Samuel Beckett’s Endgame will enjoy a resurrection, er, revival April 24-May 22—if “enjoy” is an appropriate word to use in connection with the world of that morbid, absurdist classic. The production represents the return of LA theater fixture Alan Mandell (who also directs), reuniting him with Barry McGovern, his 2012 Waiting for Godot costar at the Taper. The 1957 Endgame is set in what feels like the dying embers of a postapocalyptic world. Whether it’s the result of a nuclear holocaust or plague or whatever is never specified; rather it’s the relationships—the futile, unchanging, sterile relationships—among the slowly dying, last known specimens of humanity that amuse and horrify. The play’s engine is the blind and tyrannical Hamm, unable to leave his pseudo-throne and lording it over his servant and legless parents, who exist inside trashcans. It’s comedy at its blackest, a grim but unforgettable joke at humanity’s expense.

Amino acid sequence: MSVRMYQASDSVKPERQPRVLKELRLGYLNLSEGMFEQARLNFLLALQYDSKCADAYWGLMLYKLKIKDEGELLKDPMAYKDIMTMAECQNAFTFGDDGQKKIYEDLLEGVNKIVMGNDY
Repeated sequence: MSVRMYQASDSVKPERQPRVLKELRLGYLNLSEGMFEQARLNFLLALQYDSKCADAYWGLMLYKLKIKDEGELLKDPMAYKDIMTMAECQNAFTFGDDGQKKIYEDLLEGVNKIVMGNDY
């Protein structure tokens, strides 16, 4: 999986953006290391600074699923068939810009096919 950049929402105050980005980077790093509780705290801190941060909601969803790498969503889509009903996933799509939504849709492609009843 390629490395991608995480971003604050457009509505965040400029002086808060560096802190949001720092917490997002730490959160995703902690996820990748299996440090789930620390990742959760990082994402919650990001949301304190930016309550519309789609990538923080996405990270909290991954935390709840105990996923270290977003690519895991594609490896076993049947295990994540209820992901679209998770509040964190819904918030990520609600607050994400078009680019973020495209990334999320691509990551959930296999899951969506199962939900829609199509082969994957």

By: Michael Ordoña


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